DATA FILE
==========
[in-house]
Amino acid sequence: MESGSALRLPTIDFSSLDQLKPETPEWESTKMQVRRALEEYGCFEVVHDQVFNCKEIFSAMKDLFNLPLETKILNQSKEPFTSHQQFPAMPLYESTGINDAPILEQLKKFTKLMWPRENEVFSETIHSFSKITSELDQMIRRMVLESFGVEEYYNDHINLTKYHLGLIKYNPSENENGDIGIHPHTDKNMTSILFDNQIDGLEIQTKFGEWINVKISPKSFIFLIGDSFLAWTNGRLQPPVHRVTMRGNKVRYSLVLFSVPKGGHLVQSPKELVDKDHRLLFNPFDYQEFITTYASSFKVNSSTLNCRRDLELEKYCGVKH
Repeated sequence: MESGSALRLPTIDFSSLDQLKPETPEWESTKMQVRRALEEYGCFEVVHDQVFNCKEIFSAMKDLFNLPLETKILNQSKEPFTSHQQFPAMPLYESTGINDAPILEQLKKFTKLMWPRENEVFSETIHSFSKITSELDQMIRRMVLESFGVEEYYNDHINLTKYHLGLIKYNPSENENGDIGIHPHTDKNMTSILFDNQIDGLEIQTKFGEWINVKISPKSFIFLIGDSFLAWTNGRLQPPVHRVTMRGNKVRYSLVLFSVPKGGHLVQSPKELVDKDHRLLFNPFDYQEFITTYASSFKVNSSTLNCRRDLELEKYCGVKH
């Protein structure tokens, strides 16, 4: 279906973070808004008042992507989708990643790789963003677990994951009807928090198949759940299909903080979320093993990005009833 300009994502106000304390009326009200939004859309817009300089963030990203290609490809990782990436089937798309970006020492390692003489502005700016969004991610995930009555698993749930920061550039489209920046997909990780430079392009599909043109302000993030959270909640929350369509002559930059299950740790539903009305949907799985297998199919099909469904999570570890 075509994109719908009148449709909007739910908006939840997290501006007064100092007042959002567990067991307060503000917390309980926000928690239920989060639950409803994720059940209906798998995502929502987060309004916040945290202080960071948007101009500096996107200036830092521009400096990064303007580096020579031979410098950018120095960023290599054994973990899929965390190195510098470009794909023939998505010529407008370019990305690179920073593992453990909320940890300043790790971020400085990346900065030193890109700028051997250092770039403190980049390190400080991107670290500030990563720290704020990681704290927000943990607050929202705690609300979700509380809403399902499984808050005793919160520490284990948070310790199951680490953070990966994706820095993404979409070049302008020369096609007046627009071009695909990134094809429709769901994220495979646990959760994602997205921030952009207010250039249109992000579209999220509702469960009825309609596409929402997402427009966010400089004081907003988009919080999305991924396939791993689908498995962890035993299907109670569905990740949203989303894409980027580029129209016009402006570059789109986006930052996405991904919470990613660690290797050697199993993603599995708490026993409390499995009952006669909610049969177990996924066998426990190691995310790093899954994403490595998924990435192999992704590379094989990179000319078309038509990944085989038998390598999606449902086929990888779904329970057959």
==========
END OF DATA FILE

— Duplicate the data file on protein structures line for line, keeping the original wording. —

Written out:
[in-house]
Amino acid sequence: MESGSALRLPTIDFSSLDQLKPETPEWESTKMQVRRALEEYGCFEVVHDQVFNCKEIFSAMKDLFNLPLETKILNQSKEPFTSHQQFPAMPLYESTGINDAPILEQLKKFTKLMWPRENEVFSETIHSFSKITSELDQMIRRMVLESFGVEEYYNDHINLTKYHLGLIKYNPSENENGDIGIHPHTDKNMTSILFDNQIDGLEIQTKFGEWINVKISPKSFIFLIGDSFLAWTNGRLQPPVHRVTMRGNKVRYSLVLFSVPKGGHLVQSPKELVDKDHRLLFNPFDYQEFITTYASSFKVNSSTLNCRRDLELEKYCGVKH
Repeated sequence: MESGSALRLPTIDFSSLDQLKPETPEWESTKMQVRRALEEYGCFEVVHDQVFNCKEIFSAMKDLFNLPLETKILNQSKEPFTSHQQFPAMPLYESTGINDAPILEQLKKFTKLMWPRENEVFSETIHSFSKITSELDQMIRRMVLESFGVEEYYNDHINLTKYHLGLIKYNPSENENGDIGIHPHTDKNMTSILFDNQIDGLEIQTKFGEWINVKISPKSFIFLIGDSFLAWTNGRLQPPVHRVTMRGNKVRYSLVLFSVPKGGHLVQSPKELVDKDHRLLFNPFDYQEFITTYASSFKVNSSTLNCRRDLELEKYCGVKH
């Protein structure tokens, strides 16, 4: 279906973070808004008042992507989708990643790789963003677990994951009807928090198949759940299909903080979320093993990005009833 300009994502106000304390009326009200939004859309817009300089963030990203290609490809990782990436089937798309970006020492390692003489502005700016969004991610995930009555698993749930920061550039489209920046997909990780430079392009599909043109302000993030959270909640929350369509002559930059299950740790539903009305949907799985297998199919099909469904999570570890 075509994109719908009148449709909007739910908006939840997290501006007064100092007042959002567990067991307060503000917390309980926000928690239920989060639950409803994720059940209906798998995502929502987060309004916040945290202080960071948007101009500096996107200036830092521009400096990064303007580096020579031979410098950018120095960023290599054994973990899929965390190195510098470009794909023939998505010529407008370019990305690179920073593992453990909320940890300043790790971020400085990346900065030193890109700028051997250092770039403190980049390190400080991107670290500030990563720290704020990681704290927000943990607050929202705690609300979700509380809403399902499984808050005793919160520490284990948070310790199951680490953070990966994706820095993404979409070049302008020369096609007046627009071009695909990134094809429709769901994220495979646990959760994602997205921030952009207010250039249109992000579209999220509702469960009825309609596409929402997402427009966010400089004081907003988009919080999305991924396939791993689908498995962890035993299907109670569905990740949203989303894409980027580029129209016009402006570059789109986006930052996405991904919470990613660690290797050697199993993603599995708490026993409390499995009952006669909610049969177990996924066998426990190691995310790093899954994403490595998924990435192999992704590379094989990179000319078309038509990944085989038998390598999606449902086929990888779904329970057959």